Colorado community college enrollment dipped slightly over last year, an encouraging sign after expectations the pandemic would again deter a larger group of students from attending this fall.
The Colorado Community College System saw enrollment decline half a percent this year compared with last year, according to Joe Garcia, system chancellor. And unlike last year, no school across the state experienced more than a single-digit percentage drop in enrollment.
College leaders across the state worried students wouldn’t show up this fall, especially due to concerns about the delta variant. Many students waited to enroll until the start of school in August, Garcia said, which made determining just how many students would show up on campus this fall difficult.
“They waited until the last minute,” Garcia said. “We worked hard to make them aware of financial aid and other benefits that would make it worth their while to come back.”
Despite enrollment declining slightly, the challenges for community colleges — and their students — remain statewide. Enrollment still remains well below pre-pandemic levels.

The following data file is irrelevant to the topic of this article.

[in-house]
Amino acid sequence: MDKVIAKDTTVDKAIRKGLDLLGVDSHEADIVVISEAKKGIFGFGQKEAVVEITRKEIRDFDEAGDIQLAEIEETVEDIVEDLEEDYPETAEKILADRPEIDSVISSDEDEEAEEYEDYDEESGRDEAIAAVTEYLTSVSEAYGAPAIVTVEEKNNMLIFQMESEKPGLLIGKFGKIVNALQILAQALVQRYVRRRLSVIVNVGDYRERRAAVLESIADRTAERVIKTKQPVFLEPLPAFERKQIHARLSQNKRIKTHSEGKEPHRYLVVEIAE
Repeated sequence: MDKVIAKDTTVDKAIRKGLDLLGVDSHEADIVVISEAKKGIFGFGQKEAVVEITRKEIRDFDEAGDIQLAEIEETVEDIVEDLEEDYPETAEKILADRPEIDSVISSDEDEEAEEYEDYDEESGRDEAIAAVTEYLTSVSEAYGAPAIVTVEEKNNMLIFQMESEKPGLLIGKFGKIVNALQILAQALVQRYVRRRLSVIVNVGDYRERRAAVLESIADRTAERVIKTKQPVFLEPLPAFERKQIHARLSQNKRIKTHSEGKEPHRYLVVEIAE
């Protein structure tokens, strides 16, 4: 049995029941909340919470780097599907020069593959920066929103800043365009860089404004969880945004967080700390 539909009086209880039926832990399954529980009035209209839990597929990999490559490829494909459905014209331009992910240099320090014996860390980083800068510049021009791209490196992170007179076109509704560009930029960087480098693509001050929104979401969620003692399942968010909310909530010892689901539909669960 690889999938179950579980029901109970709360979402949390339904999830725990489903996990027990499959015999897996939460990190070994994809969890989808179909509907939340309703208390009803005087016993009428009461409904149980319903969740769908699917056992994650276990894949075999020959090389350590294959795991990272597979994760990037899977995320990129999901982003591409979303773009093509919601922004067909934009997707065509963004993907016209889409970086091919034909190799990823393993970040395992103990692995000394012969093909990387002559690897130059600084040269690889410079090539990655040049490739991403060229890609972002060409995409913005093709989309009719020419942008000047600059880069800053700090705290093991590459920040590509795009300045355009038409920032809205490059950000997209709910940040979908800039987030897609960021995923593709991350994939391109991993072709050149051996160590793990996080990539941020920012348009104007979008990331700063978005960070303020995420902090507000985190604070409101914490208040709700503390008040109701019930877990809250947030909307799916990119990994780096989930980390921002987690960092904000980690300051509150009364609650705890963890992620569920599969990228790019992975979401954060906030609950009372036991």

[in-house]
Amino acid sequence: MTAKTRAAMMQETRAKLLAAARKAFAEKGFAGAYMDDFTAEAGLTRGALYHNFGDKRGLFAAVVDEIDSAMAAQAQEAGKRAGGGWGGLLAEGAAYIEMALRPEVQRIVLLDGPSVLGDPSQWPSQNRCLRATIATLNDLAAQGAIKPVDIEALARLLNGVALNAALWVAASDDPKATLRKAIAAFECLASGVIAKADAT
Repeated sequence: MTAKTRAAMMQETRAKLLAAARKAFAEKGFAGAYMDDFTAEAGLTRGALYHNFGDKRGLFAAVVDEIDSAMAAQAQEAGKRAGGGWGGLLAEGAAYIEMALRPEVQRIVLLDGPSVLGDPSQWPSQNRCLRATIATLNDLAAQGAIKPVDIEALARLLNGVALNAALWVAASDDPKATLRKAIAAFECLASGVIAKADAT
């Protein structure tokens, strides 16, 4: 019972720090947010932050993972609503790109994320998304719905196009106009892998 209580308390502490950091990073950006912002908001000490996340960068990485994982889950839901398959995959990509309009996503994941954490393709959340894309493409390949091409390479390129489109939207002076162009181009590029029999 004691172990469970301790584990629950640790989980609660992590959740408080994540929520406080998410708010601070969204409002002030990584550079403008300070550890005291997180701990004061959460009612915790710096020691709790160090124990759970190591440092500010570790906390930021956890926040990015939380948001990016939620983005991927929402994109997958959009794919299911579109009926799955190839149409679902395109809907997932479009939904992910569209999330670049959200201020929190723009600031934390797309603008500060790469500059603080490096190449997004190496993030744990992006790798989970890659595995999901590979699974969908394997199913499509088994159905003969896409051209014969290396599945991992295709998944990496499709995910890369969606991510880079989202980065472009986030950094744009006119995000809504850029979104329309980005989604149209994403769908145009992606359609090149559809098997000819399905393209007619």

That’s troubling for state leaders because community college enrollment can be an important indicator of the overall economic health of the communities the schools serve. The community college system educates the most students of any state system and typically educates older students seeking retraining in high demand jobs. In past economic recessions, enrollment spiked as students sought new opportunities.
Overall, the enrollment in the system remains down over 10% from 2019.
Read more on Chalkbeat Colorado.